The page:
By Christine Lampert, Architect, AIA, NCARB
When San Clemente’s North Beach area was master planned in the 1920s it was designated as an entertainment and cultural district. The swimming pool and the beach club, as well as plans for future developments in the area, were designed to promote community involvement. The dance casino and the theater were part of the plan but weren’t built for another ten years because the Great Depression put everything on hold.
As the town began to recover from the Great Depression the Casino was built to help attract new residents to town. It was completed in 1937 and the grand opening on July 31st attracted 5,000 attendees from all over southern California.
The San Clemente Casino was a dancing casino, not gambling, and was a smaller version of the casino on Catalina Island that was built in 1928. The Catalina Cas·1no included a theater on the ground floor and a ballroom style dance hall on the top floor. San Clemente finally got its own theater next door in 1938.
The Casino was built by the Strang Brothers who were the local contracting firm known for building many of San Clemente’s iconic buildings. According to historic newspaper articles, the large domed building was constructed in just a few months by a crew of over a thousand workers who were available for low wages near the end of the Great Depression. Originally estimated to cost $25,000, the building actually cost $75,000 to build.
San Clemente’s Casino quickly became known for its famous talent including orchestras, dance bands and live radio broadcasts running six nights a week. The building also featured a cocktail bar, ballroom floating lights, air conditioning and a sound system. Famous celebrities performed and attended events at the Casino.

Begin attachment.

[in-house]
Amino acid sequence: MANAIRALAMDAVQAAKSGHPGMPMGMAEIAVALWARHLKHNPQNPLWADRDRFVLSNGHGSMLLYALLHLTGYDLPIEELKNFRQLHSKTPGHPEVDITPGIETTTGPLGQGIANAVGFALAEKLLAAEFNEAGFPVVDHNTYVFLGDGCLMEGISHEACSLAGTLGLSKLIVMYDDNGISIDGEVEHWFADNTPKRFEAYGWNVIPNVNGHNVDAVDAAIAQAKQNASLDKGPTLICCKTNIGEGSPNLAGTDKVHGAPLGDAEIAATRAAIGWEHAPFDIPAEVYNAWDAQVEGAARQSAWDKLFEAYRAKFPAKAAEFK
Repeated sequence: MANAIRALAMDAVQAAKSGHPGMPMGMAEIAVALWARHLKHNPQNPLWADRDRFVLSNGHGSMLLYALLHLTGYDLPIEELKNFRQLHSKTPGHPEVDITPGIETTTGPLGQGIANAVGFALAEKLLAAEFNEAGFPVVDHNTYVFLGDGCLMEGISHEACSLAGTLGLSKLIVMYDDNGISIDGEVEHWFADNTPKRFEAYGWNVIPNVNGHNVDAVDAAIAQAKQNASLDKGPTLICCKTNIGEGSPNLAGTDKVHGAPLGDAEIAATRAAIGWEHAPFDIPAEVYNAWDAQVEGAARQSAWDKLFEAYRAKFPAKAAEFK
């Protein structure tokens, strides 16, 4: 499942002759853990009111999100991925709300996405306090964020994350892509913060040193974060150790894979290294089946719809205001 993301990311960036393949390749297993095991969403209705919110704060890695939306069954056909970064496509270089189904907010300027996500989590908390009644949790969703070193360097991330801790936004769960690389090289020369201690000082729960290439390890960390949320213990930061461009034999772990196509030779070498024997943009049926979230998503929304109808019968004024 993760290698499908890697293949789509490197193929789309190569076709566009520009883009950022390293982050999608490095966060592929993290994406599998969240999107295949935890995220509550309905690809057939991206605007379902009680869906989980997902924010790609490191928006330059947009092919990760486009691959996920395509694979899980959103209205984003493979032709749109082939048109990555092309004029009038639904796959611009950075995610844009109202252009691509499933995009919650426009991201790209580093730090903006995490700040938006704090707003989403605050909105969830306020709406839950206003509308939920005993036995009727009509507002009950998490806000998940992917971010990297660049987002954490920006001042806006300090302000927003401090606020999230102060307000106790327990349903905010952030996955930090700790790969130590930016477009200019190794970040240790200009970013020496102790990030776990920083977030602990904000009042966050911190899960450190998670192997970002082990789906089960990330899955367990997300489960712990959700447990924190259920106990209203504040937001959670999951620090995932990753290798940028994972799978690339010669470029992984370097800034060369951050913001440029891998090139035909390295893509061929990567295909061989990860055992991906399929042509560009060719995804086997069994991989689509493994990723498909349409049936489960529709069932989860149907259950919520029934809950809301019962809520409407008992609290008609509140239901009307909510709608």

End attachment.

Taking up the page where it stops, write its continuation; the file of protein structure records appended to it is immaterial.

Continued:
The recreational nightlife of the Casino ended in 1942 when the U.S. Coast Guard took it over as their “spotting station” for Japanese invasions. It would find other uses over the years including a gambling hall, a Moose Lodge and finally Sebastian’s West Dinner Playhouse which lasted into the 1980s. The dinner theater once again brought fame to the Casino with the performance of Broadway plays by famed actors. Once Sebastian’s closed its doors, the Casino sat empty for a number of years.
The Casino was purchased and restored into a conference center by Richard Lee in the 1990s.
Later, a group of developers tried to build condominiums on the site which required relocating the dome. The San Clemente Historical Society fought this proposal and won.
In 2009 it was sold to Linda and Shaheen Sadeghi who are known for their redevelopment and reuse of older buildings including The Lab Anti Mall andThe Camp in Costa Mesa and for converting the historic Anaheim Packing House into a food hall. The Sadeghis updated and further restored the Casino into a wedding and event center. A portion of the building that was originally storage space is now the French bistro Moulin.
The Casino is once again thriving and a valuable contributor to the history of San Clemente.